interior workplace in a warehouse space

The Audacity of Experimentation

A Think Tank Panel finds that in order to innovate in the workplace realm, designers—and their clients—need to go bold.

Los Angeles-based multi-disciplinary design firm RIOS is a risk taker. Look no further than its idea in 2020 for the city of West Hollywood, when Rios designers suggested helium inflated balloons, á la Macy’s Thanksgiving Day Parade, as a means of a marking a gateway into the city.

“We proposed elevating the presence of the gateway as a beacon ascending to new heights,” said Andy Lantz, the firm’s creative director. “So, the term ‘audacity’ that we’re talking about today is our favorite word to kickstart a lot of conversations we have with clients.” The balloons scheme was just one of a series of ideas that RIOS has proposed as part of its ongoing work with West Hollywood, which wants to give an iconic image to the portion of Sunset Boulevard within its boundaries.

Audacity. Risk. Going out on a limb. These were the ideas percolating through the the April 21 Think Tank Thursday, hosted by RIOS and moderated by Sam Lubell, executive editor of Metropolis. Also in attendance was A.J. Paron, executive vice president and design futurist at SANDOW Design Group. In addition to Lantz, the panelists included Simone Lapenta, architect and design director, RIOS; Daaf Serné, global head of workplace for Miro, an online collaborative whiteboard platform; and finally Shipra Kayan, product evangelist at Miro.

Miro was begun before COVID, but the pandemic—and the stickiness of remote work—has catapulted the company’s growth, from 250 employees before lockdown to more than 1,500 today. While perhaps not out on a limb as far as RIOS in West Hollywood, the company does take risks. “Sure, we’re definitely experimenting with things outside of the office,” said Serné. “We have a building, for example, on one of the canals in Amsterdam, which we’re calling Miro One. It’s going to be our first living lab.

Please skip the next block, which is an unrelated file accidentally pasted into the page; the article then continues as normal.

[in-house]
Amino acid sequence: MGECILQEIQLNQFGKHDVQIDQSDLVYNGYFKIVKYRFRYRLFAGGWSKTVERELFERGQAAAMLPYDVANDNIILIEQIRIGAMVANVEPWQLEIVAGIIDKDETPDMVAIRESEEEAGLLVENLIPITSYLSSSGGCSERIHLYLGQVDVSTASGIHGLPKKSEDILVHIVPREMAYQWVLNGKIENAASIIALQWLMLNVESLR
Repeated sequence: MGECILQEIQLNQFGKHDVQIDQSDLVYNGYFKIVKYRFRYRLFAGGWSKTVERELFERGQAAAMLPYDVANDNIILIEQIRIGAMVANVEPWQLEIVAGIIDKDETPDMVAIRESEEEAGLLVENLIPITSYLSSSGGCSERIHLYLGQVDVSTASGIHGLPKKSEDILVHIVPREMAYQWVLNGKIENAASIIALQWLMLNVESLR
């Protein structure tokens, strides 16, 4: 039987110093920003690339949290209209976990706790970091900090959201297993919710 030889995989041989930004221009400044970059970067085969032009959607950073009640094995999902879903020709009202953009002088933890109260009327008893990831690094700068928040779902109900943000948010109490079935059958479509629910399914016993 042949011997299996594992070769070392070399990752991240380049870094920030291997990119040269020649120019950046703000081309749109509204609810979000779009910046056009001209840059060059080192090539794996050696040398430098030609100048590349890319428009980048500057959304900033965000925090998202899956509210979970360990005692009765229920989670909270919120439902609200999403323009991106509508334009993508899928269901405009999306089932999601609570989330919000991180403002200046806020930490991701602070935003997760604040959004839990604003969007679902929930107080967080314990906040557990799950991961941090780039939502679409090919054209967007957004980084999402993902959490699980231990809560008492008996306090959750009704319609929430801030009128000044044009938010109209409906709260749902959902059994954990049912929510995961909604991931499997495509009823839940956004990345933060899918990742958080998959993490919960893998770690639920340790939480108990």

interior open plan workplace with person working at desk and another person working at a board

“Since it happens to be on a canal where there are boats crossing by, we decided to offer the experience of having your team meeting on a boat. There was a certain risk to that, but the team loved the idea.”

Risk invariably involves failure, and Lapenta addressed the idea squarely. “I think failure is a native element of our profession,” she said. “Creation involves investigating new forms and solving existing problems. I believe there’s no learning without failure. I’m a strong believer in the mantra, ‘Fail. Fail again. And fail better.’ Failure represents our chance as human beings to confront ourselves with the notion of error.”

Mirroring this thought, Lantz said: “Sometimes with audacity, you succeed, and good things come. And sometimes the client is going to say, ‘This is too much for me. It’s too experimental. It’s too much of a laboratory.’”

Lubell ended the talk by asking the panel for a single word that encompasses their notion of risk-taking within the context of hybrid work. The answers were varied. Lantz: “Empowering.” Serné: “Aspirational.” Kayan: “Intentional.”  Lapenta: “Free.”

“Those were great answers,” Lubell concluded.

interior of workplace with a person at a whiteboard and others joining on video chat

The Think Tank discussions were held on April 7, 14, and 21. The conversations were presented in partnership with Arden StudioCertainTeedGrohe, and Mecho.

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